A recent global survey found that one in five Irish adults believe in anti-Semitic stereotypes.
The ADL Global 100 survey, conducted by the Anti-Defamation League in 120 countries around the world, surveyed over 53,000 adults. Participants were asked to rate the veracity of a number of stereotypical statements, such as “Jews are more loyal to Israel than to their home country,” “Jews still talk too much about what happened to them in the Holocaust,” and “Jews think they are better than other people.”
In Ireland, 20 percent of those surveyed answered “probably true,” in response to the majority of the survey’s questions.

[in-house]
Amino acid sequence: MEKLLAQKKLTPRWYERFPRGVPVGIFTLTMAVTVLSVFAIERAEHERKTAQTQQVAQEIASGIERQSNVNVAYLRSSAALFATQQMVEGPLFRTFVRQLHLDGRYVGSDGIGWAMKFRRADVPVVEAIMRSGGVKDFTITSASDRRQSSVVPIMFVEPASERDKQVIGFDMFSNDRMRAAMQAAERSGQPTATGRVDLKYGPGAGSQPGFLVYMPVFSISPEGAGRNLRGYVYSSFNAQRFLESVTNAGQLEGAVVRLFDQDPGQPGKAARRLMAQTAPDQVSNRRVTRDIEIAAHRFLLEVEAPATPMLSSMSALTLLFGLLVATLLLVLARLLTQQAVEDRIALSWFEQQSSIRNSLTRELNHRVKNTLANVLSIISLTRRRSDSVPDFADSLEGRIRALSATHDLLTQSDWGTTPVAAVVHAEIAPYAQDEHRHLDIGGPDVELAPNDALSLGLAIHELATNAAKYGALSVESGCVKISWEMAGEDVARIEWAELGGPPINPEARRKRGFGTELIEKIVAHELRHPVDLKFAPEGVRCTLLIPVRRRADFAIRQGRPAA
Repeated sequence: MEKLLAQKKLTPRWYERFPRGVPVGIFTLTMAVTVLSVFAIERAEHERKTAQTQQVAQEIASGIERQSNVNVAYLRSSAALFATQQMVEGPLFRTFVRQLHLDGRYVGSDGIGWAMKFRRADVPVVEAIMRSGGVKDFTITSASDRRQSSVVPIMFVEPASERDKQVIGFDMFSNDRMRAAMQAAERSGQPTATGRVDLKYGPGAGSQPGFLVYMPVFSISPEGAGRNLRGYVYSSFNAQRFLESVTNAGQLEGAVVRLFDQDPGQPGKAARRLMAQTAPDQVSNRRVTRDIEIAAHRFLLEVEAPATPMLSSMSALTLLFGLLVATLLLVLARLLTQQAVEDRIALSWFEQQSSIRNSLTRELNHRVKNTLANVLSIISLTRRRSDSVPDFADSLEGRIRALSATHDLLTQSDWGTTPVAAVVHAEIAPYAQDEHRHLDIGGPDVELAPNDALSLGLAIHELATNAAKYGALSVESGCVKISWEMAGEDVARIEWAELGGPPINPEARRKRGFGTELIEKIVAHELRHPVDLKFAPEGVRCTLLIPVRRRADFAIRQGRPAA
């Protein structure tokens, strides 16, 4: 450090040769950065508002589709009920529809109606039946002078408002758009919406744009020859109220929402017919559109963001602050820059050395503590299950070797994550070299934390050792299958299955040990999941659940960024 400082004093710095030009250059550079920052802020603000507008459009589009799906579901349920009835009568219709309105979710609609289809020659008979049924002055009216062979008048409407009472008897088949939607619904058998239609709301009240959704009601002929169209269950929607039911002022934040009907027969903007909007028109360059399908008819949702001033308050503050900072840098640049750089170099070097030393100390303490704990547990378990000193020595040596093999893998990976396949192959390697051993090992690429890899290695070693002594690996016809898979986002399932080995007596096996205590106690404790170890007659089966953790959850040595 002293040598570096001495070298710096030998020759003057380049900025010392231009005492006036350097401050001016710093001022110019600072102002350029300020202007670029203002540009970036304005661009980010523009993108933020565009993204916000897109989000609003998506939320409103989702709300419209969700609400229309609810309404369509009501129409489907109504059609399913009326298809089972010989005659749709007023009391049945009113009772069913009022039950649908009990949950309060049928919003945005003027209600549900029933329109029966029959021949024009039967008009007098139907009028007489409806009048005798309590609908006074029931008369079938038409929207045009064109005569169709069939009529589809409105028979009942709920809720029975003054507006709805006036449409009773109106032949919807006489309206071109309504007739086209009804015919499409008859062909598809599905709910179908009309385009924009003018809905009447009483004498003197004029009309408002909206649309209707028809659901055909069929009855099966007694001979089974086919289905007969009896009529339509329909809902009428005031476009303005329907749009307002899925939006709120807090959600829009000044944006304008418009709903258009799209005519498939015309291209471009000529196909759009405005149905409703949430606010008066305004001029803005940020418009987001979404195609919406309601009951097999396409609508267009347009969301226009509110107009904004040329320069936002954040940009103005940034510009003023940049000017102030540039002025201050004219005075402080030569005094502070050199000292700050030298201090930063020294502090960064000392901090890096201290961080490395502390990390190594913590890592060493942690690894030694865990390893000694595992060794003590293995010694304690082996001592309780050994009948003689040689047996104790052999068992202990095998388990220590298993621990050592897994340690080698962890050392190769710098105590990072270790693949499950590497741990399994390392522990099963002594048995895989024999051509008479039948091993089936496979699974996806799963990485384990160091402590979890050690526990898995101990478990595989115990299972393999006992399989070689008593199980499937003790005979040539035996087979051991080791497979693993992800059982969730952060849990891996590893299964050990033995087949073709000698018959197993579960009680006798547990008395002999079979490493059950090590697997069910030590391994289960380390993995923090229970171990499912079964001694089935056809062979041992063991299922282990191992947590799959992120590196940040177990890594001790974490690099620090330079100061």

Fifty-two percent said it was ‘probably true’ that “Jews are more loyal to Israel than to their home country.” Thirty-percent of Irish participants agreed that “Jews still talk too much about what happened to them in the Holocaust,” while 28 percent said it was ‘probably true’ that “Jews have too much power in the business world.”
These results place Ireland roughly in the middle range of anti-Semitism, when compared with the other countries surveyed. The world-wide average was 26 percent. Ireland’s closest neighbor, the UK, ranked significantly lower, at eight percent. The West Bank and Gaza ranked the highest, at 93 percent, while the country with the lowest percentage was Laos, at 0.2 percent.
Ireland’s Jewish population has historically been very small, reaching close to 5,500 at its peak in the 1940s and is currently at 1,984, according to the 2011 census.
Dublin’s Portobello neighborhood was once a strong Jewish enclave and is today home to the Irish-Jewish Museum.